This early smash for producer extraordinaire Dino De Laurentiis and director Giuseppe De Santis is neorealism with a heaping dose of pulp.
A young woman (Meiko Kaji), trained from childhood as an assassin and hell-bent on revenge for the murders of her father and brother and the rape of her mother, hacks and slashes her way to gory satisfaction.
The world-famous artist Takashi Murakami made his directorial debut with Jellyfish Eyes, taking his boundless imagination to the screen in a tale of friendship and loyalty that also addresses humanity’s propensity for destruction.
Speedy is an out-of-control love letter to New York that will have you grinning from ear to ear.
Made up of intimate, revelatory footage of the singular author and poet filmed over the course of five years, Howard Brookner’s 1983 documentary about William S. Burroughs was for decades mainly the stuff of legend.
One of the greatest achievements by Akira Kurosawa, Ikiru shows the director at his most compassionate—affirming life through an exploration of death.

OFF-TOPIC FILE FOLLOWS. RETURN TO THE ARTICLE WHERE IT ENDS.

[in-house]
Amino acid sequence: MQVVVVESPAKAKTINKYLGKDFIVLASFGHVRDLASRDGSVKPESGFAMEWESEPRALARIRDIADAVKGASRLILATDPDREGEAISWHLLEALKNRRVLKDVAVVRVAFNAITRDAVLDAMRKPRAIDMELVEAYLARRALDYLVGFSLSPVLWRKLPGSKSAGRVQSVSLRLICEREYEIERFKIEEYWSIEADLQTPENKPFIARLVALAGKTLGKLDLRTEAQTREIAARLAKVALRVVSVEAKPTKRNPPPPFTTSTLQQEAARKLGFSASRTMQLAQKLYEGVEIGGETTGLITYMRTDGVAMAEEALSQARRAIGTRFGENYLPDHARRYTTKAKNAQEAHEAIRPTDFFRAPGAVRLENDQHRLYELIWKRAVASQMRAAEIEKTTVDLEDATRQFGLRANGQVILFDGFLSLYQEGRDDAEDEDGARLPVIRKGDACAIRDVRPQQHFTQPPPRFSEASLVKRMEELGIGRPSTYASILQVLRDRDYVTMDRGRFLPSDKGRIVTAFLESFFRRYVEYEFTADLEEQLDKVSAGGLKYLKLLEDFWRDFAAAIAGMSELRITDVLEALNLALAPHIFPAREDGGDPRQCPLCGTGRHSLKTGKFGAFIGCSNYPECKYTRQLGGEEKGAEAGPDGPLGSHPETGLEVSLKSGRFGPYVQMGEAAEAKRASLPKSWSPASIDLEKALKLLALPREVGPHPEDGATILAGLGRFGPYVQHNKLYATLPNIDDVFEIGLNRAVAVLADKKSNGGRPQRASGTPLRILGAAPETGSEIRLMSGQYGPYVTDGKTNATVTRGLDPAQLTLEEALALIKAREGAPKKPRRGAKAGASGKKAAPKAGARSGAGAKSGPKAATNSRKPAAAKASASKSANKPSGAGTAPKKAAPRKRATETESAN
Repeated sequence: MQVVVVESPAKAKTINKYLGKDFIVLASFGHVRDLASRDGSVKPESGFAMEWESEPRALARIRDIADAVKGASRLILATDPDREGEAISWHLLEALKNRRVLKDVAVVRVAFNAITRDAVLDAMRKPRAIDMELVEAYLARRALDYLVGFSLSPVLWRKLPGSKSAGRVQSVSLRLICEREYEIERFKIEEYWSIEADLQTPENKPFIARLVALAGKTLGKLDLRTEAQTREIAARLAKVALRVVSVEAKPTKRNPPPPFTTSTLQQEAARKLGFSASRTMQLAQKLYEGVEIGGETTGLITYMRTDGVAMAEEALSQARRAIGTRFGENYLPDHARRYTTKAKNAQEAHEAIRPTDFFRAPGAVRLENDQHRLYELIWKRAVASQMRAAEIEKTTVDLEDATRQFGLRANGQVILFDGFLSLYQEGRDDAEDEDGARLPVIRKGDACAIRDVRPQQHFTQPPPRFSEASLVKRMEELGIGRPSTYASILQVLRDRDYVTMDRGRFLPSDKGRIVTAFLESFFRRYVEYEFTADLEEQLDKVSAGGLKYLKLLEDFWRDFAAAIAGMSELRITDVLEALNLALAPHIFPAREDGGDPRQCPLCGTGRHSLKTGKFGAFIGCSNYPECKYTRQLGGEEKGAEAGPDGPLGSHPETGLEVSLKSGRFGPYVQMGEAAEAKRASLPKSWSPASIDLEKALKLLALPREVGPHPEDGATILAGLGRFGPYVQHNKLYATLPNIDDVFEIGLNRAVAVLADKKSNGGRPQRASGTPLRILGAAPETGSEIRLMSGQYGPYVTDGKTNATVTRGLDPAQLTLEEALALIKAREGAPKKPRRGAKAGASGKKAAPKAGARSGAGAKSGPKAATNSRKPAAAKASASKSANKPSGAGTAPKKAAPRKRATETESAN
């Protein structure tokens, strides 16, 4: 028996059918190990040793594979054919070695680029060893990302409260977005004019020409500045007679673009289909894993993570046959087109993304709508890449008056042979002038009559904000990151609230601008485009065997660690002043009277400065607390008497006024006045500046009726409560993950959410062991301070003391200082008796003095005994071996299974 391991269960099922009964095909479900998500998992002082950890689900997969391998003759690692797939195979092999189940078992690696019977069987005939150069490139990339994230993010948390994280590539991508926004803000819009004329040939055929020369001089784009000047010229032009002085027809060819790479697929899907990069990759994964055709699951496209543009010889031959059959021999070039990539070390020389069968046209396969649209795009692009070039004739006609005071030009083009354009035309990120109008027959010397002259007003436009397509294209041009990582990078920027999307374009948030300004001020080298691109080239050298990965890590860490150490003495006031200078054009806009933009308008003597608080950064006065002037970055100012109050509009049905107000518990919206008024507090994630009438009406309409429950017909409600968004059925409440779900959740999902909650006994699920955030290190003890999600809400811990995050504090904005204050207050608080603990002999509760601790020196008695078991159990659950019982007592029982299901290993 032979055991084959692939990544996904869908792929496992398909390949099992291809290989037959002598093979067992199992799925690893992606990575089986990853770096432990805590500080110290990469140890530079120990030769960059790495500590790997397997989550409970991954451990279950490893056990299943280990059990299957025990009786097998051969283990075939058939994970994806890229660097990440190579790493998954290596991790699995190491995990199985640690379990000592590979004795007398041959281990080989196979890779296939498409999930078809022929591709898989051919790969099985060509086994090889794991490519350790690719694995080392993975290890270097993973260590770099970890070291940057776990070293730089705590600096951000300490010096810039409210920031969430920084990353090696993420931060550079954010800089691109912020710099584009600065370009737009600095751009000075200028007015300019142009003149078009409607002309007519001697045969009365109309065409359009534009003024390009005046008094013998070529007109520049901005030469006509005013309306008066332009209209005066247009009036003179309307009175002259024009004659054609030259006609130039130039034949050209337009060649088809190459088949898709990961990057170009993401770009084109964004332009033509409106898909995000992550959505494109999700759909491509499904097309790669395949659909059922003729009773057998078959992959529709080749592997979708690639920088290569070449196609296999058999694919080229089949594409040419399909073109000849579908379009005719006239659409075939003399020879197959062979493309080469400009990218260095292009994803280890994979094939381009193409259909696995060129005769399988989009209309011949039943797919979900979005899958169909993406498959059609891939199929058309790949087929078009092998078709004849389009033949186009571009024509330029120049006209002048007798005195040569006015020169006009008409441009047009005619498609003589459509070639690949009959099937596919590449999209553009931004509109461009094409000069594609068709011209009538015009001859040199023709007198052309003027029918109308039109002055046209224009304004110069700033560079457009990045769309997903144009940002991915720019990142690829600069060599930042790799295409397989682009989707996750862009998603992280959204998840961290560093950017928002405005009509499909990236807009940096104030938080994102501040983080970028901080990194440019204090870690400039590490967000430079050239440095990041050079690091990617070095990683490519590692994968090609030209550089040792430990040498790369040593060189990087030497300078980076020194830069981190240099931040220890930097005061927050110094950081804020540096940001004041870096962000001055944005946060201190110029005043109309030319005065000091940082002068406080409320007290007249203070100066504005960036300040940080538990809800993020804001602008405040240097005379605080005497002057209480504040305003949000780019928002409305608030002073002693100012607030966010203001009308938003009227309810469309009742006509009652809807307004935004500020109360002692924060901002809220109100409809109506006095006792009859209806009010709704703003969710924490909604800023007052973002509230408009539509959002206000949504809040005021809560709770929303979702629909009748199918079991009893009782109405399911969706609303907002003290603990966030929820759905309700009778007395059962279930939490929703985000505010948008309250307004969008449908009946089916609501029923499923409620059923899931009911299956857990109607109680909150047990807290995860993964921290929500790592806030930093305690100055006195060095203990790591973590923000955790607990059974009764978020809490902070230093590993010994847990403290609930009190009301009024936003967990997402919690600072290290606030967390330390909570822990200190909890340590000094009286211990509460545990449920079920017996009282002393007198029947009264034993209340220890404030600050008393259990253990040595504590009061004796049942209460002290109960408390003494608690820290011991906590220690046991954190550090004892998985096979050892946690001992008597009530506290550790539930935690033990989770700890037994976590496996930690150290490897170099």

Bob Dylan is captured on-screen as he never would be again in this groundbreaking film from D. A. Pennebaker.
Truman Capote’s best seller, a breakthrough narrative account of real-life crime and punishment, became an equally chilling film in the hands of writer-director Richard Brooks.
Two decades after its original negatives were burned in a fire, Satyajit Ray’s breathtaking milestone of world cinema rises from the ashes in a meticulously reconstructed new restoration.
One of the world’s most influential and provocative filmmakers, the Oscar–winning Austrian director Michael Haneke diagnoses the social maladies of contemporary Europe with devastating precision and artistry.
Julien Duvivier made the transition from silents to talkies with ease, marrying his expressive camera work to a strikingly inventive use of sound with a singular dexterity.